Paper solution to packaging crisis
Timber and plant-based packaging from recycled, certified and responsibly managed forests can replace plastic packaging.
Ever since Blue Planet II hit our screens last winter, plastic – and plastic packaging – has been at the forefront of the national and international policy debate. Indeed, Soil Association research suggests as many as 88% of people want to reduce their consumption of plastic packaging.
One of the great questions in the quest to reduce waste plastic is whether paper or card offers a solution to the plastic crisis. We know some products need to be packaged in plastic for food safety reasons, to increase shelf life or for ease of transportation, but for those items that don’t need plastic, do paper or card offer a credible alternative?
Morrisons recently announced it was bringing back the traditional brown paper bag for groceries in an effort to save an estimated 150 million plastic bags every year.
Despite public concern about single use plastic, the decision was met with some scepticism by the Environment Agency and WRAP, the industry body for waste management. Indeed, many packaging producers have rushed to the defence of plastic as the sensible packaging solution for many products.
Some of the arguments against paper packaging are well-known – that it’s bulkier, heavier and takes more energy and water to make and transport. In other words, the carbon footprint of paper and card is actually greater than that of plastic.
These arguments ignore the work being done by some of the world’s leading cardboard manufacturers to increase levels of renewable energy use, recycle the non-fibre elements of processed wood to generate heat and electricity on site, and dramatic reductions of the water used in their processes. Arguments also ignore the wider, long-lasting issues with plastic.
Soil Association Certification Forestry, as one of the biggest forest management and chain of custody certification bodies in the UK - certifying to both FSC® and PEFCTM standards - is well positioned to inform this debate.
Plastic is designed to last - over 500 years! Yet, completely illogically, 50 percent of them are single use. An estimated 12.7 million tonnes of plastic end up in the ocean each year, including the great South Pacific Garbage Patch, estimated to be three times the size of France.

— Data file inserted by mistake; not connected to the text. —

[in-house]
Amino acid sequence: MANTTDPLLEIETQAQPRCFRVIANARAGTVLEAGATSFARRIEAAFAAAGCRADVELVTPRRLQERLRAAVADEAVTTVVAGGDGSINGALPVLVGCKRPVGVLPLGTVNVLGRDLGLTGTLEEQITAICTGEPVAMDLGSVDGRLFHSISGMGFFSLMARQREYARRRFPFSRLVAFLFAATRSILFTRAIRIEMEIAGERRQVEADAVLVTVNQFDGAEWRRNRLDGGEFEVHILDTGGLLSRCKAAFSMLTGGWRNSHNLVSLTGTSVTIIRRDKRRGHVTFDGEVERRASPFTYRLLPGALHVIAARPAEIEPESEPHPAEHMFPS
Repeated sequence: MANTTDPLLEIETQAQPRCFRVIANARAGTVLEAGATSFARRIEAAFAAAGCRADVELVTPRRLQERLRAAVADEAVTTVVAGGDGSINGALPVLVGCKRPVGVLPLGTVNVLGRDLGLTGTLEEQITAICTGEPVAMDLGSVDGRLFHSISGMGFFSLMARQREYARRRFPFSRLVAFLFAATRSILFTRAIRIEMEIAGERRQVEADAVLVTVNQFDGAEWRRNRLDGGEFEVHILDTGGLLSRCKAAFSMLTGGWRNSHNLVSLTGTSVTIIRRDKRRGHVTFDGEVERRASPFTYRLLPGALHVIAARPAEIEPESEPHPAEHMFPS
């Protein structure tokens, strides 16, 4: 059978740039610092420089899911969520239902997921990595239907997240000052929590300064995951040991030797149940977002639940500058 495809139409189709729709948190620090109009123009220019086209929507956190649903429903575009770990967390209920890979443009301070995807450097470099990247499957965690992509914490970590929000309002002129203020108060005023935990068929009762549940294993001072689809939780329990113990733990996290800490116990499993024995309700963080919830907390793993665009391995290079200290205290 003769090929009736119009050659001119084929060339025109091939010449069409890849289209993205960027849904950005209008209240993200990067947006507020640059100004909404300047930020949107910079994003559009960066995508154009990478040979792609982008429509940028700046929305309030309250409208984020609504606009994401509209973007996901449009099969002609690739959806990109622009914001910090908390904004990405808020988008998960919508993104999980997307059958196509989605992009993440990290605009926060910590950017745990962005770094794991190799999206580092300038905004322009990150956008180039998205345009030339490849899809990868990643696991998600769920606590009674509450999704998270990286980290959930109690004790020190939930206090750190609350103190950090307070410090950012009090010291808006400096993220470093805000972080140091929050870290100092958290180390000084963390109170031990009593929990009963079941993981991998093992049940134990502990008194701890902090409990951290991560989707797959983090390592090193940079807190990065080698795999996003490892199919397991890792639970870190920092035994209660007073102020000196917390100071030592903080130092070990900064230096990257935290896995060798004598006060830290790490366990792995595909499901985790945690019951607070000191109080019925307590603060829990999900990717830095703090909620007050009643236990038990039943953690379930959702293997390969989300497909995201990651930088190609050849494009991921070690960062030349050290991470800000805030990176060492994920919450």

While some plastics may break down into much smaller pieces over time, these tiny pieces become micro pollution that leech into waterways and the food we eat.
Researchers at the University of Manchester recently found that a British river has the highest levels of microplastic pollution recorded anywhere in the world. Most ocean plastic is at plankton level – alarming given that plankton provide 50 percent of all the oxygen we breathe.
‘Compostable’ plastics – seen by many as a possible packaging solution – largely require industrial composting and can pollute the recyclability of ‘normal’ plastics if they get into the regular recycling stream.
While these plastics may one day provide a solution, the current lack of clarity on methods of disposal is a major hindrance to efforts to reduce the plastic that ends up as waste and in the environment.
In contrast, the wood fibre used to produce paper, card and cardboard production is highly recyclable, with packaging materials having the highest recycled content of any consumer products.
The paper recycling rate in Europe reached a near theoretical maximum of 71.5 percent in 2015, up from just 50 percent in 1998. In contrast, figures released earlier this year show plastic recycling on the continent is languishing at 40.9 percent, despite global concern.
The paper industry has been a driving force in achieving this high recycling rate. Since 2000, the European paper value chain has been committed to increasing recycling, in part by joining efforts to remove obstacles that had previously hampered paper recycling in Europe.
These efforts to create a paper fibre loop offer the current EU-level discussions on the Circular Economy a clear and workable model to be followed.
Forests managed responsibly are, of course, not just sources of a raw material. When managed to internationally-recognised schemes like FSC or PEFC they can deliver beautiful landscapes, clean water, and habitats for a range of wildlife.
They support tourism and well-being. They also act as carbon sinks, trapping more carbon within them than nearly all other landscapes. All things that fossil-fuel derived alternatives cannot do.
As demand for paper and card products increase in the wake of world-wide concern about plastic, the economic value of productive forests will increase.
Certified forests that meet independently verified standards on social, environmental and economic factors will become more important to reduce irresponsible loss of natural forests. Shoppers who want to purchase timber, paper and packaging products that are responsibly sourced should look for the FSC or PEFC logos for reassurance.
A shift away from plastic packaging is essential, and while such system change can seem daunting, with a supportive policy environment major shifts can happen quickly.
The landfill tax in 1996 and plastic bag levy in 2015 are good examples of this. In the meantime, timber and plant-based solutions from recycled, certified and responsibly managed sources can be a solution to much of the packaging we currently create from plastic.
This article was written for - and originally published in - The Ecologist as a blog post by Head of Forestry, Kevin Jones.